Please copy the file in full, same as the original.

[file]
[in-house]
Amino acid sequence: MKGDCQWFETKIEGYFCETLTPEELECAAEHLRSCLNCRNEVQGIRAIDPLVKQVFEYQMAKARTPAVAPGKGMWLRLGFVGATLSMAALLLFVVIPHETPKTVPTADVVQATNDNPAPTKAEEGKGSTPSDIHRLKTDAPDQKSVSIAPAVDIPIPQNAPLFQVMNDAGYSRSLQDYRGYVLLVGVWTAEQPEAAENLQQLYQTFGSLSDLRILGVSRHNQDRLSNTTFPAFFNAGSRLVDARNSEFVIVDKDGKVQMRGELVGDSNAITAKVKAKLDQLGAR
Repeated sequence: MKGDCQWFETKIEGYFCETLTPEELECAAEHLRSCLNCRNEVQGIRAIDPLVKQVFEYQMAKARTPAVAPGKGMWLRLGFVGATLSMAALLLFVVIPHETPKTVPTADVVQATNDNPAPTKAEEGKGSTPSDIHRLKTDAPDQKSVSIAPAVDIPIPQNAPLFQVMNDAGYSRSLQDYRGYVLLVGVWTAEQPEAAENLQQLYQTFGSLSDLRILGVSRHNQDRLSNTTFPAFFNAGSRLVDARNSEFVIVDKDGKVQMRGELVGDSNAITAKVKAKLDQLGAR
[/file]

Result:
[in-house]
Amino acid sequence: MKGDCQWFETKIEGYFCETLTPEELECAAEHLRSCLNCRNEVQGIRAIDPLVKQVFEYQMAKARTPAVAPGKGMWLRLGFVGATLSMAALLLFVVIPHETPKTVPTADVVQATNDNPAPTKAEEGKGSTPSDIHRLKTDAPDQKSVSIAPAVDIPIPQNAPLFQVMNDAGYSRSLQDYRGYVLLVGVWTAEQPEAAENLQQLYQTFGSLSDLRILGVSRHNQDRLSNTTFPAFFNAGSRLVDARNSEFVIVDKDGKVQMRGELVGDSNAITAKVKAKLDQLGAR
Repeated sequence: MKGDCQWFETKIEGYFCETLTPEELECAAEHLRSCLNCRNEVQGIRAIDPLVKQVFEYQMAKARTPAVAPGKGMWLRLGFVGATLSMAALLLFVVIPHETPKTVPTADVVQATNDNPAPTKAEEGKGSTPSDIHRLKTDAPDQKSVSIAPAVDIPIPQNAPLFQVMNDAGYSRSLQDYRGYVLLVGVWTAEQPEAAENLQQLYQTFGSLSDLRILGVSRHNQDRLSNTTFPAFFNAGSRLVDARNSEFVIVDKDGKVQMRGELVGDSNAITAKVKAKLDQLGAR